The light from the input port 23 *5 is reflected onto the reflecting surfaces A and A′ and focused onto the focal point 28. A phase difference occurs, which is caused by the sum of the phase difference caused by a transmitting distance dL1 and the phase difference caused by the difference dL2 between the transmitting distances caused by the slope of the side AA′, for the reflecting light at the reflecting surface A and the reflecting light at the reflecting surface A′. In such a case that the curve of the optical waveguide 24 is the arc of the circle, the difference dL2 of the transmitting distance is not caused, since each of the reflecting surfaces A and A′ are located the same distance from the center 28. Here, the phase difference has been caused in the conventional arc structure of FIG. 2.
In such a case that the shape of the structure of the optical waveguide 24 is not an arc, consideration is required to find a way of forming the curve of the optical waveguide 24 and the reflecting surface 25. In such a case that a plurality of output ports are provided, it is required that a phase satisfy the specified condition for each of a plurality of centers 28 having a single structure of the optical waveguide 24. Here, the length dL1 is fixed, thus there is no problem. On the other hand, if the center of the reflecting surface 25 moves, the difference dL2 changes.
It is required that the phase change by the movement of the center of the reflecting surface 25 in respective minute regions of the optical waveguide 24 be a constant or the difference thereof be a constant in respective minute regions. When this condition is not satisfied, a chirp is caused in the phase difference between respective discontinuous parts of the reflecting surface 25. Accordingly, the distribution of the light field is destroyed. This causes an increase of loss and cross-talk.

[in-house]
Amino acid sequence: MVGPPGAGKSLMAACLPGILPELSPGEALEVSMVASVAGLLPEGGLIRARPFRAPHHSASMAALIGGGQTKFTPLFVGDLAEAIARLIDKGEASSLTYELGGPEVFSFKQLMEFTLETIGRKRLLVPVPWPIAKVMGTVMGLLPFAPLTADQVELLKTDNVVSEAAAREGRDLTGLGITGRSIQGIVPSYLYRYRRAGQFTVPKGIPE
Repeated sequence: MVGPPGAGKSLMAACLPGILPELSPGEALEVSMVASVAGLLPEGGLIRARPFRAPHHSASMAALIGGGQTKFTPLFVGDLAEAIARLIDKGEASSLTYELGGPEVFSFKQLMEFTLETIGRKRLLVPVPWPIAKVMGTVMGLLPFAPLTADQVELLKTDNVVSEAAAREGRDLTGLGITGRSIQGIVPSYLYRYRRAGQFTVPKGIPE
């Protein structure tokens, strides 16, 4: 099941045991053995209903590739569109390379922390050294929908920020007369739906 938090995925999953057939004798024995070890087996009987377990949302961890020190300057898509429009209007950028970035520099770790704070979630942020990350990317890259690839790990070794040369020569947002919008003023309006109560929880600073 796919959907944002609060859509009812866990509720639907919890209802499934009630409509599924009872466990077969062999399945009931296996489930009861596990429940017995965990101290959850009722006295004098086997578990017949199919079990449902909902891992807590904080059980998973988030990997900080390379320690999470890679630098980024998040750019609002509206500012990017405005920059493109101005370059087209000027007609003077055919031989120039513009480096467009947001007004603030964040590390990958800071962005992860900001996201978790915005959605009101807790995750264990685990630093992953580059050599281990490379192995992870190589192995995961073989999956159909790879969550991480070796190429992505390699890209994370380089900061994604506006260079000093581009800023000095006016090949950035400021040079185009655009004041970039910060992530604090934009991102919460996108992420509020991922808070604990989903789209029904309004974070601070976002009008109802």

Next, the shape of the waveguide of FIG. 3 is discussed. Considering the triangle aAA′ and the triangle abc, the following equations have been deduced among dL1, L2, dΘ, and Φ.
A rough calculation of the equation (2) is made on the assumption that the following equation (3) is constant:
Substituting the equation (3) to the equation (2), the equation (4) is obtained using the equation (1):
When dL is extremely short, dL/2L2<<1, the following equation is obtained using the equation (4):
Here, when “ddL=0” is defined by differentiating the equation (5), the following equation (6) is obtained when Φ is constant:
Then, L2dΘ turns to be constant by solving the equation (6). This means that the light waveguide is part of an ellipse curve. The result of a simulation corresponding to the input wavelength of the output intensity is shown in FIG. 5. The scale of the property change is small even if the output position 28 is changed. Each of the two curves having peak points indicate each wavelength property at each of the points that are an average central position, S=0, of the output position 28 and a position being 200 μm away therefrom. The two curves are nearly identical.
Here, the number of reflecting surfaces (the number of the discontinuous parts 25 is 16), the distance between the reflecting surfaces (the length of the optical waveguide 24), the distance between average central positions of the input wavelength and the focal point 28, and the starting position of the reflecting surface are defined as 32, 100 μm, 3 mm, and 9.5 mm respectively. As indicated in the equations, ddΘ/dΘ<<1, and the result of the simulation, the uniformity on the output ports for the loss and the property of a side lobe (peak stroke) found in the wavelength property has been maintained.